Before the state of Israel was established the Middle East was not particularly known for troubles.
      You might want to review the 1920-1930s, and the Axis agitations during WWII.

      Comment


      • #18
        Originally posted by Stratego View Post
        Is it that simple put?
        Israel had and has alot of influence...but is it not because Israel is regarded as the last western colonial state...a foothold of the West in the middle-east?



        Kind regards,
        Stratego
        Colony of whom?
        UK had the mandate for Palestine and was actively constraining Jewish/Zionist immigration.
        Don't recall any nation giving significant active and open support to the Zionist movement between 1918 and 1948.

        Comment


        • #19
          Originally posted by Stratego View Post
          Would the Middle East have been more calm the past 50 years?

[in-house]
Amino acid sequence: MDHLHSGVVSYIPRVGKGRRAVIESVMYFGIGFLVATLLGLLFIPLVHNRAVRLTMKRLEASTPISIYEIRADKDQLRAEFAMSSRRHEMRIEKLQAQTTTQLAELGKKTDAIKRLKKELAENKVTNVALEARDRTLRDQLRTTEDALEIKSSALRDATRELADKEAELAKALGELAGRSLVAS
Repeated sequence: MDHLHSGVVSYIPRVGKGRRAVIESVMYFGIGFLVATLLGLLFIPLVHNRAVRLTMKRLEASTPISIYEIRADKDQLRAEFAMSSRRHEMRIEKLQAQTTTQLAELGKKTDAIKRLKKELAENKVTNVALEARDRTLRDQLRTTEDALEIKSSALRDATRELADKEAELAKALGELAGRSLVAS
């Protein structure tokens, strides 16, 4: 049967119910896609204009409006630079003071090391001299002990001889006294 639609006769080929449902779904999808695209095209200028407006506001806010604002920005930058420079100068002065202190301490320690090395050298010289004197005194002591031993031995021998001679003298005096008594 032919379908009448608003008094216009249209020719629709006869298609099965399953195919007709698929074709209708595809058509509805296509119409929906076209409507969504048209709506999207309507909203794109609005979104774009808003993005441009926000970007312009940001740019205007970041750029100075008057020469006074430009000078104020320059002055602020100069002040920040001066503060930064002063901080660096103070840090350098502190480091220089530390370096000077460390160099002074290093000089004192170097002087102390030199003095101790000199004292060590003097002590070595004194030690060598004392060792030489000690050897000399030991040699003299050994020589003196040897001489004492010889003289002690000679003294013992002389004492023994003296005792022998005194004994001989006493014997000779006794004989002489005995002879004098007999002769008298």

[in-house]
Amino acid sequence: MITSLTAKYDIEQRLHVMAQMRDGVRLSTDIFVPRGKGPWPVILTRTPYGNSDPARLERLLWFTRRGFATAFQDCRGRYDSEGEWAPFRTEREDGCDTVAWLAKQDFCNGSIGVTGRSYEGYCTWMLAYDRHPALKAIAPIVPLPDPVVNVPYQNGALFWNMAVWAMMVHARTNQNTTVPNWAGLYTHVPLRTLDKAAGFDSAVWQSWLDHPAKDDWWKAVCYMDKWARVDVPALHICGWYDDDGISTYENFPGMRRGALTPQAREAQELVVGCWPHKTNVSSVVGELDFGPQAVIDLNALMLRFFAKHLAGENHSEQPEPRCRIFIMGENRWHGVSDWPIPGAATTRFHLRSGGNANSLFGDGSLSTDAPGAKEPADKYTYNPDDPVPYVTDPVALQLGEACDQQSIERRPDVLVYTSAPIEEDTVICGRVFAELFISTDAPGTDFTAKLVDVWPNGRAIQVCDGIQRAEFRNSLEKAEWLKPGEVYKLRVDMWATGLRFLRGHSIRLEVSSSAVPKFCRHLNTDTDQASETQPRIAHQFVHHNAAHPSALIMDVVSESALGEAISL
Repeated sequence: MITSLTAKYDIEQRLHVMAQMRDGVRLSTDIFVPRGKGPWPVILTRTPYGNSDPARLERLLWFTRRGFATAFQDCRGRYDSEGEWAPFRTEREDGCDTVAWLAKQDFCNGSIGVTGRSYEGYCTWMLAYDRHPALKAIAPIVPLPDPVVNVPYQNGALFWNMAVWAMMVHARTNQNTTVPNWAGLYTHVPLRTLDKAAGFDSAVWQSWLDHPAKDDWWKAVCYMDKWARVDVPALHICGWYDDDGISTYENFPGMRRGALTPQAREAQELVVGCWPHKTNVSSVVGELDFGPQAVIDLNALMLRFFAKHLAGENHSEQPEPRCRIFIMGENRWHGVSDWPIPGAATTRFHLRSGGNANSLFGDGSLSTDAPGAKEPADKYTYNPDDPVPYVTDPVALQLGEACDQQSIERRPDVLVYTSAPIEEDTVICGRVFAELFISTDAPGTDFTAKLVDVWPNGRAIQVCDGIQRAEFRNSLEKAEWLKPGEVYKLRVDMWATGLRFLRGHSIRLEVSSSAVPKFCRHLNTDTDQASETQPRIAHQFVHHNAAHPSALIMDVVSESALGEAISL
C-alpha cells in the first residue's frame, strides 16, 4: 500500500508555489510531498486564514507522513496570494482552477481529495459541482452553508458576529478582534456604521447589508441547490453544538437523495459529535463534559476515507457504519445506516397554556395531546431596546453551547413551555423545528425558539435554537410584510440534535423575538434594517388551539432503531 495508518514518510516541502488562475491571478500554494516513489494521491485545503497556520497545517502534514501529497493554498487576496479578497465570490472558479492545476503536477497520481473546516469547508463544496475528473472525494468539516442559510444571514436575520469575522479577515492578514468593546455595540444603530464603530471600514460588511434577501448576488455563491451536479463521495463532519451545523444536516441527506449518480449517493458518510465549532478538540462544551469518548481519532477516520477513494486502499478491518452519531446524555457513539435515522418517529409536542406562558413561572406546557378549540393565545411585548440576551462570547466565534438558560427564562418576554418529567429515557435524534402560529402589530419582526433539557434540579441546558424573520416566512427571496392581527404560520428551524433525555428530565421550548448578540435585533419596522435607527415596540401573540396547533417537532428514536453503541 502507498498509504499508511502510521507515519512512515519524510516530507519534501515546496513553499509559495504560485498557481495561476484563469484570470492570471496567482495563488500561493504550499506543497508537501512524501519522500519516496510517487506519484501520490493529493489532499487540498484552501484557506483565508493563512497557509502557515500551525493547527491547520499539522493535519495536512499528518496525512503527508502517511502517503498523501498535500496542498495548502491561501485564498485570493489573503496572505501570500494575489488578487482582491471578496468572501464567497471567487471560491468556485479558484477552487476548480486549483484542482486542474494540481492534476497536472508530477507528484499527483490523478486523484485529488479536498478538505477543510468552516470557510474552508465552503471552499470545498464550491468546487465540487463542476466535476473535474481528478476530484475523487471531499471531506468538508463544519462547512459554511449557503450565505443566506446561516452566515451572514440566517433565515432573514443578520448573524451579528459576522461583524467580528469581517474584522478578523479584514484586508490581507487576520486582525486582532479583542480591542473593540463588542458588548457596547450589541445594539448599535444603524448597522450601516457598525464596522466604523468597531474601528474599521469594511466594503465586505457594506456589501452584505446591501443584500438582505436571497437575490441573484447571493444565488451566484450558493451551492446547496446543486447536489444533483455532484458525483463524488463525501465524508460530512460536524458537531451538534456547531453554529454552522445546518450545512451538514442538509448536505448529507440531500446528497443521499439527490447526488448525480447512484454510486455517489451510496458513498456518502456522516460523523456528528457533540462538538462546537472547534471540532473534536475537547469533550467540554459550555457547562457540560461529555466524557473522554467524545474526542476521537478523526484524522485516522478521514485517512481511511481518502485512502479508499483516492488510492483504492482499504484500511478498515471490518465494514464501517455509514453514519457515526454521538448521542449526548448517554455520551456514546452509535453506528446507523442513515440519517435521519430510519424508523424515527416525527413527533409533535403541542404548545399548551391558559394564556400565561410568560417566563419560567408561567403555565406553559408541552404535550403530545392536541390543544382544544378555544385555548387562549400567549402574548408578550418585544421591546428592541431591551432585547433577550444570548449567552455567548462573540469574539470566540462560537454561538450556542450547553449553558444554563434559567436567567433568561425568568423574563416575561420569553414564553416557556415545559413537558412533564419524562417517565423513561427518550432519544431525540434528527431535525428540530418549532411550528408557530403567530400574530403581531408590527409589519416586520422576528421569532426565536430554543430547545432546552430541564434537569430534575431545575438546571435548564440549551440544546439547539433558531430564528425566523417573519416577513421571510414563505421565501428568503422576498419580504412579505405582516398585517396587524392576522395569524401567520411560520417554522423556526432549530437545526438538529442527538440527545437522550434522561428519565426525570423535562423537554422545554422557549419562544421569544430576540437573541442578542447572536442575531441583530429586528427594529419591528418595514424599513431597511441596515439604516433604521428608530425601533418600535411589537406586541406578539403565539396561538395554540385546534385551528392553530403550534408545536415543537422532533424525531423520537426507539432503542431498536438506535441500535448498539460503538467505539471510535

In other words: how much influence does and did Israel have for the past 50 years in the Middle East?

          Which Middle-Eastern state/country would have been the most influential?

          In other words: which Middle-Eastern country had everything to become the most powerful and influential in the Middle-East between the 1950's and 2000

          I'm curious to hear your opinions
          (obviously these questions are related to something I am currently researching)



          Kind regards,
          Stratego
          The challenge of Israel is that it violates the Islamic dogma of Dar al-Islam where any land/region once under Muslim domination and Sharia is considered Islamic land for all time. Israel could have been Buddhists or Hindu, or Atheist and still be a subject of 'outrage' and 'contention' to Muslims/Arabs/et.al.